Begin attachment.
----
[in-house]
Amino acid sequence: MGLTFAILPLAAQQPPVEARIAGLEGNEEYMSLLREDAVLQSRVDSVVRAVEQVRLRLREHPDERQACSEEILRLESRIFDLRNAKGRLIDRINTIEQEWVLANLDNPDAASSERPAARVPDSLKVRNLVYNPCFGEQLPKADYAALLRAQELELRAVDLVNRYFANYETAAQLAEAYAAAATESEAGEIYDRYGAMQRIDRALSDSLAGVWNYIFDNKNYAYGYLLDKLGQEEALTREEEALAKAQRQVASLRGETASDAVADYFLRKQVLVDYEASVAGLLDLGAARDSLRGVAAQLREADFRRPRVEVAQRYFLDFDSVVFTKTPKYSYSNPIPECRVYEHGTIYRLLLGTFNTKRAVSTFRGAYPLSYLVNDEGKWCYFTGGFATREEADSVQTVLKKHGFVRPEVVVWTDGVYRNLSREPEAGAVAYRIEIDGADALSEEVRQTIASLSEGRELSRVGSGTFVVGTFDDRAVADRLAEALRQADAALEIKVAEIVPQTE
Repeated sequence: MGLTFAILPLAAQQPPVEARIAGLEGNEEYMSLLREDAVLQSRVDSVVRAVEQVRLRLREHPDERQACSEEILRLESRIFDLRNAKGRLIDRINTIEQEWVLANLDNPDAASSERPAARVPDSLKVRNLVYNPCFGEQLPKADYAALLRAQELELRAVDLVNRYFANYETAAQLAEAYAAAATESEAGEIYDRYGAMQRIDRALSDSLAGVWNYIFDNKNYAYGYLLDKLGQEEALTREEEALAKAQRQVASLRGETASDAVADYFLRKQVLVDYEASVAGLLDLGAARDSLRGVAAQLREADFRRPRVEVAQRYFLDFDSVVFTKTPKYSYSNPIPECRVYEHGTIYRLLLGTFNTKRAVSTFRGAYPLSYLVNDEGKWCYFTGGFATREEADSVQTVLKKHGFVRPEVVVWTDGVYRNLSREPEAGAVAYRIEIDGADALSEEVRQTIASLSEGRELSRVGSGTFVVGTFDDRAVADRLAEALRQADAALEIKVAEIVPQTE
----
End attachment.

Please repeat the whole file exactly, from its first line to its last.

[in-house]
Amino acid sequence: MGLTFAILPLAAQQPPVEARIAGLEGNEEYMSLLREDAVLQSRVDSVVRAVEQVRLRLREHPDERQACSEEILRLESRIFDLRNAKGRLIDRINTIEQEWVLANLDNPDAASSERPAARVPDSLKVRNLVYNPCFGEQLPKADYAALLRAQELELRAVDLVNRYFANYETAAQLAEAYAAAATESEAGEIYDRYGAMQRIDRALSDSLAGVWNYIFDNKNYAYGYLLDKLGQEEALTREEEALAKAQRQVASLRGETASDAVADYFLRKQVLVDYEASVAGLLDLGAARDSLRGVAAQLREADFRRPRVEVAQRYFLDFDSVVFTKTPKYSYSNPIPECRVYEHGTIYRLLLGTFNTKRAVSTFRGAYPLSYLVNDEGKWCYFTGGFATREEADSVQTVLKKHGFVRPEVVVWTDGVYRNLSREPEAGAVAYRIEIDGADALSEEVRQTIASLSEGRELSRVGSGTFVVGTFDDRAVADRLAEALRQADAALEIKVAEIVPQTE
Repeated sequence: MGLTFAILPLAAQQPPVEARIAGLEGNEEYMSLLREDAVLQSRVDSVVRAVEQVRLRLREHPDERQACSEEILRLESRIFDLRNAKGRLIDRINTIEQEWVLANLDNPDAASSERPAARVPDSLKVRNLVYNPCFGEQLPKADYAALLRAQELELRAVDLVNRYFANYETAAQLAEAYAAAATESEAGEIYDRYGAMQRIDRALSDSLAGVWNYIFDNKNYAYGYLLDKLGQEEALTREEEALAKAQRQVASLRGETASDAVADYFLRKQVLVDYEASVAGLLDLGAARDSLRGVAAQLREADFRRPRVEVAQRYFLDFDSVVFTKTPKYSYSNPIPECRVYEHGTIYRLLLGTFNTKRAVSTFRGAYPLSYLVNDEGKWCYFTGGFATREEADSVQTVLKKHGFVRPEVVVWTDGVYRNLSREPEAGAVAYRIEIDGADALSEEVRQTIASLSEGRELSRVGSGTFVVGTFDDRAVADRLAEALRQADAALEIKVAEIVPQTE